September 25, 2018

Israel is fighting two wars – One is military and the other is Psychological

There are two wars being waged against Israel by Hamas. The first is military and the second is one of public relations. Israel, as the far more powerful army, will always win the first, but Hamas is winning the second.

Headlines around the world called Israel’s action to prevent a massive breach of the fence through which thousands of hostile Palestinians would pour into Israel intent on killing Israelis in southern Israel a “slaughter” and a “massacre” of innocent and unarmed Palestinian civilians. Many Palestinians were indeed unarmed, paid and forced by Hamas to charge the fence. However, Hamas was the primary perpetrator of the violence. Had Israel “slaughtered” or “massacred” Palestinians, far more would have been killed on Monday, the day the American Embassy opened, than the 60 who died. Hamas itself said that nearly 50 of those were Hamas fighters.

Dr. Irwin J. Mansdorph, a fellow of the Jerusalem Center for Public Affairs who conducts research into the psychological aspects of the Israel-Arab dynamic, published a piece this week worth reading – “Psychological Asymmetry: Understanding the Gaza ‘Return Demonstrations.” see http://jcpa.org/article/psychological-asymmetry-understanding-the-gaza-return-demonstrations/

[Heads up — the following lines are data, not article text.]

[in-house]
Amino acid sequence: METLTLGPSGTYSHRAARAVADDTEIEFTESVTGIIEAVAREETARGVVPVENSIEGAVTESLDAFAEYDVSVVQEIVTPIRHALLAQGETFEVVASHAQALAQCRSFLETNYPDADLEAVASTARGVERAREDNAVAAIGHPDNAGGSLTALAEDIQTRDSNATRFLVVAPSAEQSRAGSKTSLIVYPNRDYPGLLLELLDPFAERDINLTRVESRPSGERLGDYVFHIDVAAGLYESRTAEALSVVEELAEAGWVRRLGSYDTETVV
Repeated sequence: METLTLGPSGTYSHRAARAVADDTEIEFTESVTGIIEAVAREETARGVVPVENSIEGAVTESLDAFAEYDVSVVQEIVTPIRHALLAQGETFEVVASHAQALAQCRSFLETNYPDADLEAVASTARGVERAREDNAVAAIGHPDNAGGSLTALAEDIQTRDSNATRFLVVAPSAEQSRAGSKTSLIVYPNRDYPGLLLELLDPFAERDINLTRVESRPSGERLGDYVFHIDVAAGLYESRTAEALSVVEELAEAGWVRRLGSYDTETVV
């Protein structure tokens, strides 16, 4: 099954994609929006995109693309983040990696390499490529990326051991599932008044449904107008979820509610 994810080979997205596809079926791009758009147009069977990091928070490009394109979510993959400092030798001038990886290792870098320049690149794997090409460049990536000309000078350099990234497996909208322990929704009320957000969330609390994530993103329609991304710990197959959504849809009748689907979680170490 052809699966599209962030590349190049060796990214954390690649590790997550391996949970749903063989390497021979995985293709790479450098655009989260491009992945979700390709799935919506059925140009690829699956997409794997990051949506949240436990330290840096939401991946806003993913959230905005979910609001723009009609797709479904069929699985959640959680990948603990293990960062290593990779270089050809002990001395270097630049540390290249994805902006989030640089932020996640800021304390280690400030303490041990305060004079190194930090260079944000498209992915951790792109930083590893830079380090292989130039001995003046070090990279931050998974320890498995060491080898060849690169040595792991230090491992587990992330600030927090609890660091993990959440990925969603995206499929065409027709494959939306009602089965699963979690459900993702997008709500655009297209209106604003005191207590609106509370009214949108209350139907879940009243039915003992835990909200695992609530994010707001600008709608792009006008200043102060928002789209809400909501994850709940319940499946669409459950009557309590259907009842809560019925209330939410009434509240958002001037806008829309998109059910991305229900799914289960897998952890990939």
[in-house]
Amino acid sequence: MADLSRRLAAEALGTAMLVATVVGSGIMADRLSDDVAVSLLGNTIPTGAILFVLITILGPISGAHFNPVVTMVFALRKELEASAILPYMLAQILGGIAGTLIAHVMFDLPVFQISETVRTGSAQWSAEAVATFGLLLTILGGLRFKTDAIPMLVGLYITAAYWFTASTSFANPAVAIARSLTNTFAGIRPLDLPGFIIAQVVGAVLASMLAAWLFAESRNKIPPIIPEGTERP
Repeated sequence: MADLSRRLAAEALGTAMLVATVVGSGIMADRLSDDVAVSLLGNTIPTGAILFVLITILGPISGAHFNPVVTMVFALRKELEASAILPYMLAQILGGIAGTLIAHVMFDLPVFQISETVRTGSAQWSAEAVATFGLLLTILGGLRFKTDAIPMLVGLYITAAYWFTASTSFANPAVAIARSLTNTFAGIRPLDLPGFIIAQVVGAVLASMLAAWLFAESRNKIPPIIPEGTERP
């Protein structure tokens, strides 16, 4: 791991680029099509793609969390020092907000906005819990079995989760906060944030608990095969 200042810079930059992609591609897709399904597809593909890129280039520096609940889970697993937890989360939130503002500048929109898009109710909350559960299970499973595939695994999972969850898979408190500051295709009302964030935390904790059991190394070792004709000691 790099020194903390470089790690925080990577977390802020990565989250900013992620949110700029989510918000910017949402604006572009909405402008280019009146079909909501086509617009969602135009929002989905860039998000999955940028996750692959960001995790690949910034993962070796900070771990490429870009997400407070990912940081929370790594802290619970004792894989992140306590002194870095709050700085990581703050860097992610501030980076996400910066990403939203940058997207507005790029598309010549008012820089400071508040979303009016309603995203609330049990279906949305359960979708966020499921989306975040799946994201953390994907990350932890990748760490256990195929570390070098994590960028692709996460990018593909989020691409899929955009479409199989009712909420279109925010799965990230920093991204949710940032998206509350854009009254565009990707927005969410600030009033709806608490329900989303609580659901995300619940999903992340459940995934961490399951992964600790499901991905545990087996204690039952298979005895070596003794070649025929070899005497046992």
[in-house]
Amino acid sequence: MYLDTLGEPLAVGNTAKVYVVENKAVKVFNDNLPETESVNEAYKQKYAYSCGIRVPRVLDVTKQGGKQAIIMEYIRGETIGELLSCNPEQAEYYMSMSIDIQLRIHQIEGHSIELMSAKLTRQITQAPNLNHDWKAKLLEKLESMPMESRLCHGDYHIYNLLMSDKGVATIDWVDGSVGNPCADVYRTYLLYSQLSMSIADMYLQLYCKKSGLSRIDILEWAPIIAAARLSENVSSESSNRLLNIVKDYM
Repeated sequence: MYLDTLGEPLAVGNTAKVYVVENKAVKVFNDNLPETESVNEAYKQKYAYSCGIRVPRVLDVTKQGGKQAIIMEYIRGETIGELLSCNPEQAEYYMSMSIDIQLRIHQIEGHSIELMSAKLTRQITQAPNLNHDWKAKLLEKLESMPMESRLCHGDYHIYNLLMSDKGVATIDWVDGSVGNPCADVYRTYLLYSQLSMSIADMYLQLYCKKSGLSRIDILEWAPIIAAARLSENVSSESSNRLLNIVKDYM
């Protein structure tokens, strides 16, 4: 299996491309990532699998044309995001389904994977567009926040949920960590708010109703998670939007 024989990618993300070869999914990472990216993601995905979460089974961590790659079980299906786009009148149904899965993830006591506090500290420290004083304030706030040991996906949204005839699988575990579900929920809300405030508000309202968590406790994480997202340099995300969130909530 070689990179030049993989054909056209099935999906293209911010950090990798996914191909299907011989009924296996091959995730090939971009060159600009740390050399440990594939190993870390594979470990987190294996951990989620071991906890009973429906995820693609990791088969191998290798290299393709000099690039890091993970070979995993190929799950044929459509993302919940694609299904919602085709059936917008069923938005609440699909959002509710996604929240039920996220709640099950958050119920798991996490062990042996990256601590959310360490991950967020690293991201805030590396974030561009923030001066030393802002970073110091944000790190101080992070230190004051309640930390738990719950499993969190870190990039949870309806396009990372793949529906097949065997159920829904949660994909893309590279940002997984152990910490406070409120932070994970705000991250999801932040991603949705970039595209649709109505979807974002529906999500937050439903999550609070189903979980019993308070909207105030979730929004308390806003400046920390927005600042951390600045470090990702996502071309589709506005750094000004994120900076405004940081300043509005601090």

Dr. Mandsorph’s main points include the following:

  • Psychological asymmetry is the relative advantage of the weaker party in a conflict to engage in otherwise immoral and illegal behavior against a militarily stronger opponent.
  • Hamas and other groups have used their psychological asymmetry in engaging Israel for years, exploiting and placing civilians in danger to meet strategic goals.
  • The current Gaza demonstrations are a prime example of psychological asymmetry being used as a strategic weapon by Hamas against Israel.
  • The difference in perception among people who support and those who criticize Israel for civilian casualties in Gaza is not due to “facts” or “logic” of the situation.
  • Rather, it is a result of an ideology of intersectionality that sees Gaza civilians as victims and as such immune from any responsibility for their fate.
  • Consequently, in this ideological framework, the more powerful party, namely Israel, must assume the responsibility for keeping these civilians safe.
  • Violating this responsibility, a difficult if not impossible situation, is what Hamas builds upon in presenting their case.
  • The dilemma faced by Israel is exacerbated by media reports, which adopt this subjective view of intersectional ideology and present morally symmetric descriptions in a situation where asymmetry abounds.

Dr. Mandsorph’s perceptions of the intersectional argument is worth reading. I recommend that you read the entire piece.